No where in the Grattan report does it mention Teacher Librarians and their role as curriculum specialists. Teacher Librarians as Game Changers in their own schools.

The High Achieving Leading Teacher certification is in one sense providing a pathway for experienced teachers, however we need to ask whether it is linked to wage growth. But before we go and re-structure the teaching professional we need to ask whether this need can be fulfilled by the Teacher Librarians in our schools at the moment.

The under-appreciated Teacher Librarian who isn't seen as a curriculum specialist but rather a book shelver.


Herring, J. (2007). Teacher librarians and the school library. In S. Ferguson (Ed.) Libraries in the twenty-first century : charting new directions in information (pp. 27-42). Wagga Wagga, NSW : Centre for Information Studies, Charles Sturt University.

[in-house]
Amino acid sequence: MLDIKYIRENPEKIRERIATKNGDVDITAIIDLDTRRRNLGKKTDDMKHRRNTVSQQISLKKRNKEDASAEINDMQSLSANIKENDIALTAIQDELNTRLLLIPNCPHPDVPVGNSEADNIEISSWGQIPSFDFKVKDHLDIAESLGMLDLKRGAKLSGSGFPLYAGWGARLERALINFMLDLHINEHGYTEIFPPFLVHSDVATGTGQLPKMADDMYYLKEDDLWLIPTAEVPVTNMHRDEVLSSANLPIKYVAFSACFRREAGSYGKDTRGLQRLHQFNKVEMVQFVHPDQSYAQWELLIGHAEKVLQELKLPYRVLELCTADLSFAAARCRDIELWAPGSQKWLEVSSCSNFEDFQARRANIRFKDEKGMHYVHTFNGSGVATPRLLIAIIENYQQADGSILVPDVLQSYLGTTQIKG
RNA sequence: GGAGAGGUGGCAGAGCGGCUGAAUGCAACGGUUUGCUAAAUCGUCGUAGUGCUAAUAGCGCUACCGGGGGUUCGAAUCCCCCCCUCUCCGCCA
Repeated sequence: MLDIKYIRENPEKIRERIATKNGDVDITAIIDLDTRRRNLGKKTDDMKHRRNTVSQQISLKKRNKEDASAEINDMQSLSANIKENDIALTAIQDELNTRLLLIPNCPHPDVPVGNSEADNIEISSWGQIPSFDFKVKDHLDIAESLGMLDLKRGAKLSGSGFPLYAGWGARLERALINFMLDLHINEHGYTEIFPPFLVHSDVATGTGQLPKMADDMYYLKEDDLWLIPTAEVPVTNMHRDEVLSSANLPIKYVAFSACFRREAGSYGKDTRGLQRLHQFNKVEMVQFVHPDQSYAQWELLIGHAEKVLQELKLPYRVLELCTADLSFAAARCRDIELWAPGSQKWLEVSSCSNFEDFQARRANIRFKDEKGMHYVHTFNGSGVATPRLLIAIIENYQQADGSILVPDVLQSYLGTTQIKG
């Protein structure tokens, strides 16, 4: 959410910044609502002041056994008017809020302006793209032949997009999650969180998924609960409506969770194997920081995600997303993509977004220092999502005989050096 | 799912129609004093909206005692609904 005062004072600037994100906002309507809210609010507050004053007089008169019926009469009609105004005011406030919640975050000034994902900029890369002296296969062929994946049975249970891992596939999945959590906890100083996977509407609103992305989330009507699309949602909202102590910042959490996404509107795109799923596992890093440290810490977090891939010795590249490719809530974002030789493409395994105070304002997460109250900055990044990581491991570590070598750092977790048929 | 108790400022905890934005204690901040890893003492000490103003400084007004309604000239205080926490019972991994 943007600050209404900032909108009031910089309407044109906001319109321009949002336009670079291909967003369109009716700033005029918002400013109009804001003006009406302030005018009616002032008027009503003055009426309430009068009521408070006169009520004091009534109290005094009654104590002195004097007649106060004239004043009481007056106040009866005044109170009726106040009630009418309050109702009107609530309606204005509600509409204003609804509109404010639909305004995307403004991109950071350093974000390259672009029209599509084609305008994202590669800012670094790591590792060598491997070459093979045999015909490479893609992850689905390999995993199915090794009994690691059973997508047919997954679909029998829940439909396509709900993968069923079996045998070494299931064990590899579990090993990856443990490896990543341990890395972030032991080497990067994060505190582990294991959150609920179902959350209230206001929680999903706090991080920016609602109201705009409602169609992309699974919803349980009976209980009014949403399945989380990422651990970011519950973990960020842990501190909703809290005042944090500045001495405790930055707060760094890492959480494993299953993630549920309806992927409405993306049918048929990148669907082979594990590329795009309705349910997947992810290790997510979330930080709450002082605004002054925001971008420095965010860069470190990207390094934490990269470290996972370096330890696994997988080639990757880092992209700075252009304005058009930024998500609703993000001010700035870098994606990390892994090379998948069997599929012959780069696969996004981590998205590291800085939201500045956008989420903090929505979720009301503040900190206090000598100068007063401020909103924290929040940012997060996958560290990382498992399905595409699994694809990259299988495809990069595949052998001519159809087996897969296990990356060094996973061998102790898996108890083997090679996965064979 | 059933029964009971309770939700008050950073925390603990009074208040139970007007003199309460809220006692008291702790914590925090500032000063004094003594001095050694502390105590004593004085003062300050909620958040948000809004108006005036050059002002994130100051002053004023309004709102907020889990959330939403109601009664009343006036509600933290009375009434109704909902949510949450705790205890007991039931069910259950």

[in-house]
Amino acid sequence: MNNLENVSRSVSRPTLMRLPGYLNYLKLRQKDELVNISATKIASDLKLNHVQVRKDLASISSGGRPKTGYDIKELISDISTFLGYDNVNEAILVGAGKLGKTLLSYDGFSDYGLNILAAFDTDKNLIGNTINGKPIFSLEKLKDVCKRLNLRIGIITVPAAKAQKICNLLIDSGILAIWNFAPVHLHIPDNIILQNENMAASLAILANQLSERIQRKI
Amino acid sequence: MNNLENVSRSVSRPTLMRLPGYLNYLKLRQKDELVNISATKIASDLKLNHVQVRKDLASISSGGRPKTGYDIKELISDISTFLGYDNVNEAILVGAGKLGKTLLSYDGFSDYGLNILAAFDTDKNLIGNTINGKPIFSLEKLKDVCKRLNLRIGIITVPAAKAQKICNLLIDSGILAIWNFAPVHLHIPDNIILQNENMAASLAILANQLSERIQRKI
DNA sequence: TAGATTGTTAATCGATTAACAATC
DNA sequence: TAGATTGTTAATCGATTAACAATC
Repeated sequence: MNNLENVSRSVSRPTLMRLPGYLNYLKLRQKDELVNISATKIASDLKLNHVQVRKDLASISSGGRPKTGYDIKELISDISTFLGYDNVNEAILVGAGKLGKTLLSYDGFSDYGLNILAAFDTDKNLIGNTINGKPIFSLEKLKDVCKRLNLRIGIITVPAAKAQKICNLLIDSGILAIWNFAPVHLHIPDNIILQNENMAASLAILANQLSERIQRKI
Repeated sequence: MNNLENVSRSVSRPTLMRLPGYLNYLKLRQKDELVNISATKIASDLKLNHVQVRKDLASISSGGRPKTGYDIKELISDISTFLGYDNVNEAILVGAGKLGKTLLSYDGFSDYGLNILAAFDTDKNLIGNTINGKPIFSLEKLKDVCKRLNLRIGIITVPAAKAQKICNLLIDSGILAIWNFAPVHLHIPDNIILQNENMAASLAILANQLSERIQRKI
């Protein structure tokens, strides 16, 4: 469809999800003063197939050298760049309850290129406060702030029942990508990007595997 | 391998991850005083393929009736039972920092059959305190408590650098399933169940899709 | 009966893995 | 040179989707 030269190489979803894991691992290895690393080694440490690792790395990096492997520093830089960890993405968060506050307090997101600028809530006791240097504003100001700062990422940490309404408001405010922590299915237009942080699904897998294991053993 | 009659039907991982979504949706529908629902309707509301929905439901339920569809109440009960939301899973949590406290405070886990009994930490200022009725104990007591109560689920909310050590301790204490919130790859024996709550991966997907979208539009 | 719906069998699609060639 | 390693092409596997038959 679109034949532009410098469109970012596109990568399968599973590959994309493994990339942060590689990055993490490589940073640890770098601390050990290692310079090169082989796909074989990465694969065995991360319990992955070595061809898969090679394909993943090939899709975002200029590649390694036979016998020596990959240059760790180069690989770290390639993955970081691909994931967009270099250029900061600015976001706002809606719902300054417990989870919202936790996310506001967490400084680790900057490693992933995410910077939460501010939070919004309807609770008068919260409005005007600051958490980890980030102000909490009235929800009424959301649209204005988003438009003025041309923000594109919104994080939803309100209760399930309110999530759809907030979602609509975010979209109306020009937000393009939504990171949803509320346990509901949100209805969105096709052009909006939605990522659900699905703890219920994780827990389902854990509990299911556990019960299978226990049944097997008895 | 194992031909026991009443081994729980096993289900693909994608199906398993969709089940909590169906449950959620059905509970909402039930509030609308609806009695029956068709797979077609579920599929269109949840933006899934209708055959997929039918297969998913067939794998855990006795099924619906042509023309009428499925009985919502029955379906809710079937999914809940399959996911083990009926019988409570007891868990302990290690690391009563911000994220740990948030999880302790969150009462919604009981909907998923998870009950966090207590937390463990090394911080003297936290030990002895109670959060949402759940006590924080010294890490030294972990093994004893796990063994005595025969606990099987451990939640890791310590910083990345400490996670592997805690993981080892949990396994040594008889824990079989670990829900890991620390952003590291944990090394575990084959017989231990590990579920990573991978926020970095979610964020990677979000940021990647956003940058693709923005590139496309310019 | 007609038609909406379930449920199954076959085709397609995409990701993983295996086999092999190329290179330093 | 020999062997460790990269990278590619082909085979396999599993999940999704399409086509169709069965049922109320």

House of Representatives Education and Employment Committee (HREEC). (2011). School libraries and teacher librarians in 21st century Australia, The Parliament of the Commonwealth of Australia,

Monday, July 27, 2020

Wider Reading Online during Covid

In addition to the usual tasks of working in a School Library, one of my jobs as a Teacher Librarian is to facilitate the wider reading program.

So each session starts with a spiel about new books or the programs that we are supporting at the moment and then we settle into doing half an hour of reading. During this time, I scoot around the room asking each students what they are reading; encouraging them to engage in recreational reading or recommending books to them.

And then Covid19 hit .... What to do with what is normally a very interpersonal task?

In consultation with the English teachers we came up with a model to do Wider Reading Online.

Normally wider reading takes half a period, 35-40 minutes. But online things take a lot longer.